Less than a month before Americans officially begin choosing their next President, the Democratic and Republican races in the first caucus state of Iowa are essentially dead heats, new Zogby telephone polls show.
In the first primary state of New Hampshire, Democrat Hillary Clinton of New York retains an 11–point lead, down from what had been a 15–point lead in late September. However, Republican Mitt Romney's strength in the Granite State remains strong with double the support of his nearest rival among likely Republican primary voters.
Clinton leads the Democratic race here with 27%, followed closely by Barack Obama of Illinois at 24% and John Edwards of North Carolina with 21%. There has been very little movement in the Democratic race here since last month, as the front–runners essentially stood still and two lower–tier candidates – Senator Joe Biden of Delaware and Congressman Dennis Kucinich of Ohio – gained two points each.
In fact, this race has remained remarkably stable for the past year. Zogby telephone polling in Iowa last January showed it to be a three–way race with 13% undecided – now, 11% say they have yet to make up their minds.
Since last month, however, Clinton was able to solidify her standing among some likely caucus–goers by increasing the number of people who said she would be their second choice. This is a critical factor in the Democratic caucus in Iowa. In the caucuses, a first round of “balloting” is conducted, and those candidates who do not win at least 15% support are ruled “unviable” and supporters are directed to a second choice among those who remained “viable” before a second round of “balloting” is conducted.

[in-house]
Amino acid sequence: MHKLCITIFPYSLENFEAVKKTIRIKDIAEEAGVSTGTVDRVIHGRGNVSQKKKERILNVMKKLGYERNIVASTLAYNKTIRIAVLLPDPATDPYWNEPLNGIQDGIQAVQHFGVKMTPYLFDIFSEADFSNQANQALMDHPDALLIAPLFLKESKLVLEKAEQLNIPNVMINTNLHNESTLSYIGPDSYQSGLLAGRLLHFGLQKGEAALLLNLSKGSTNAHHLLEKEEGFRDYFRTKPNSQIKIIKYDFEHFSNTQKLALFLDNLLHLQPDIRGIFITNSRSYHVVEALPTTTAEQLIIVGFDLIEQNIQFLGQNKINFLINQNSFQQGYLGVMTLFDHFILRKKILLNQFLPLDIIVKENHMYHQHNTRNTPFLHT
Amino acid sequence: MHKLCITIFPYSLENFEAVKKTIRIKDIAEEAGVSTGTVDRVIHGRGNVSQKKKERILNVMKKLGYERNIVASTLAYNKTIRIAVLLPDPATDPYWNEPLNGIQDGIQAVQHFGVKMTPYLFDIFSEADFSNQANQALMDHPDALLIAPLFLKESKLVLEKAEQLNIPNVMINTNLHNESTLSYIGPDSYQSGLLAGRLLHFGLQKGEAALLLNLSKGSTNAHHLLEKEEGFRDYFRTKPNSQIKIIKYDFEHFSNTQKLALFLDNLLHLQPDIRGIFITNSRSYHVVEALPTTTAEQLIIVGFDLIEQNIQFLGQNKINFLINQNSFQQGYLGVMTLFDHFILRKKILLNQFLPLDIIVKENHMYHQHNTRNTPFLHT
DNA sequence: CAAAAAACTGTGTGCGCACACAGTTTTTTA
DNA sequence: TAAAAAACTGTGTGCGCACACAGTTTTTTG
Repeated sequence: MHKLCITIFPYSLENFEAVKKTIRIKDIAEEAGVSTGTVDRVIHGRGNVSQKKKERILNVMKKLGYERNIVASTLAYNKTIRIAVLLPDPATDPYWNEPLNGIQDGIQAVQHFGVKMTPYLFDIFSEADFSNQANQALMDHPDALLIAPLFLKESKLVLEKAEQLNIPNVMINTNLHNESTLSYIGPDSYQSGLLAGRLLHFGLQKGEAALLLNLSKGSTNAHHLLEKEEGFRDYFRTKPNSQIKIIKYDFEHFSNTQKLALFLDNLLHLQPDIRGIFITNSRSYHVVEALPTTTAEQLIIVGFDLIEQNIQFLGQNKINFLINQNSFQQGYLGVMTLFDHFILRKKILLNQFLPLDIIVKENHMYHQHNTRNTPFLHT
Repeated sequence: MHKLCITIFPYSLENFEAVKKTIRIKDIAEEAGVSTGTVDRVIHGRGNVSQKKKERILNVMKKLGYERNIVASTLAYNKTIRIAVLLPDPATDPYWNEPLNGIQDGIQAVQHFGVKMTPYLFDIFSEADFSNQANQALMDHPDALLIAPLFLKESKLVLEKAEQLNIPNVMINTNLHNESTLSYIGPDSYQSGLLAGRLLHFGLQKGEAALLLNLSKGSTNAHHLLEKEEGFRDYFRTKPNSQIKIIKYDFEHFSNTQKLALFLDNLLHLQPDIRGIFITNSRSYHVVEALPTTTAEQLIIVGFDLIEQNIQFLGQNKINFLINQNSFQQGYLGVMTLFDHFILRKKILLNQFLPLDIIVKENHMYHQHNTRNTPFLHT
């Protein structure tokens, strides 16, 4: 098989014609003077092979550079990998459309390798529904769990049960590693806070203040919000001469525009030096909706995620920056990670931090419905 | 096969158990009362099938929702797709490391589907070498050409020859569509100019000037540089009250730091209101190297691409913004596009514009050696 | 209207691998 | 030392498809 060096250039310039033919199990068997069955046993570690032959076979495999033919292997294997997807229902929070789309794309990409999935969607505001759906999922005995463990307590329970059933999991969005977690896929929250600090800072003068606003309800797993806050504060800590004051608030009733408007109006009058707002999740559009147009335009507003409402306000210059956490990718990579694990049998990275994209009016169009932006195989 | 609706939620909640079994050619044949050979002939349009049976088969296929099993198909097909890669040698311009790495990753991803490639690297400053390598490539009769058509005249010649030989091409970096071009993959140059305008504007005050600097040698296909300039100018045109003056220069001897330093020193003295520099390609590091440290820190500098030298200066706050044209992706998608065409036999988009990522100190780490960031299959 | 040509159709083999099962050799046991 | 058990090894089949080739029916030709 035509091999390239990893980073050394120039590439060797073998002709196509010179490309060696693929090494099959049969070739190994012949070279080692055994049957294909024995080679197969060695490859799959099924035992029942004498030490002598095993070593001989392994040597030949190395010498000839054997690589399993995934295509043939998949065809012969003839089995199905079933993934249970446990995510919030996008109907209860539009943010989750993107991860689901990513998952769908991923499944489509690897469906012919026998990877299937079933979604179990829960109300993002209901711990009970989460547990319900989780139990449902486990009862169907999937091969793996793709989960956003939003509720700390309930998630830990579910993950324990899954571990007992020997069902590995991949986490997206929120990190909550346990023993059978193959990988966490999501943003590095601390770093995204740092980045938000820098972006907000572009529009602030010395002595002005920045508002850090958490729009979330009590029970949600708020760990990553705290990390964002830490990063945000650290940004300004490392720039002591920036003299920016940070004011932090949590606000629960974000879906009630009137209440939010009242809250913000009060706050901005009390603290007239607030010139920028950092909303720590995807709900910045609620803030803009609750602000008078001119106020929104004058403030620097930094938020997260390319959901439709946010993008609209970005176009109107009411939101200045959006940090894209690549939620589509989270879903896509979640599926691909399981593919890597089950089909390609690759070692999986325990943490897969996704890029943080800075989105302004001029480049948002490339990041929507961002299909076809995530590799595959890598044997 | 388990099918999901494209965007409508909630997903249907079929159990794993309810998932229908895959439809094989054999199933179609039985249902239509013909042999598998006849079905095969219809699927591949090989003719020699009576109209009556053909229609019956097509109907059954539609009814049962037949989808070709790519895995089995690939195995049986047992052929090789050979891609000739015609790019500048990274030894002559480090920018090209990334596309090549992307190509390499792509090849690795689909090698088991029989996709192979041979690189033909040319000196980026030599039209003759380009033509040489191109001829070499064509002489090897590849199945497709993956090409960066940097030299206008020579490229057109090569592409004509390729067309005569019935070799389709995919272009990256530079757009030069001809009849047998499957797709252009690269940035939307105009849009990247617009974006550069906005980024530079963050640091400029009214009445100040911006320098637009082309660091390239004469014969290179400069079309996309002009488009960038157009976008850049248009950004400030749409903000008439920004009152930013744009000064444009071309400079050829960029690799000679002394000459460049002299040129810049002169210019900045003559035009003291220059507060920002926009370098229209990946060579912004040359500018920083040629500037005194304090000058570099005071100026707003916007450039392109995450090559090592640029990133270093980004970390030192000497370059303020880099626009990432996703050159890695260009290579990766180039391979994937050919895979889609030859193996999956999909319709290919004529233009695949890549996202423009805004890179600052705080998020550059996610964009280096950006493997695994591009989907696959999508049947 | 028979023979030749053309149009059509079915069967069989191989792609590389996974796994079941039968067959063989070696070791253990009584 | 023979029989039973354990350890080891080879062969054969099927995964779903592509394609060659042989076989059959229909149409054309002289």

Last month, Obama and Edwards were much more preferred as a second choice among those candidates who appear to be unviable under Democratic caucus rules. Clinton appears to be gaining ground among those who might consider experience to be an important factor in choosing a nominee – she wins the lion’s share of support among those who make Biden their first choice, and she does well among those who would first choose New Mexico Gov. Bill Richardson.
Among those who make Obama their first choice, Edwards is their second choice, and vice versa. Among those who make Clinton their first choice, Obama is the favorite second choice.
Among independents who said they would caucus with the Democrats, Obama leads with 31%, followed by Edwards at 26% and Clinton at 19%.
Among Iowa women, Clinton leads with 33%, followed by Obama and Edwards, both at 23%. Among men, Obama leads with 26%, followed by Clinton at 20% and Edwards at 19%. Richardson wins 10% and Biden 9% among men.
On the Republican side, Mitt Romney of Massachusetts retains a narrow edge over Mike Huckabee of Arkansas, but it is essentially a dead heat, the Zogby survey shows. Romney has lost five points in the last month, while Huckabee has soared, gaining 10 points since Zogby’s Nov. 7 poll.
Huckabee has taken the most support from Romney, but his gain also comes as Fred Thompson of Tennessee and John McCain of Arizona lost ground.
Among women, Huckabee leads Romney, 25% to 24%, but Romney leads Huckabee among men, 28% to 26%.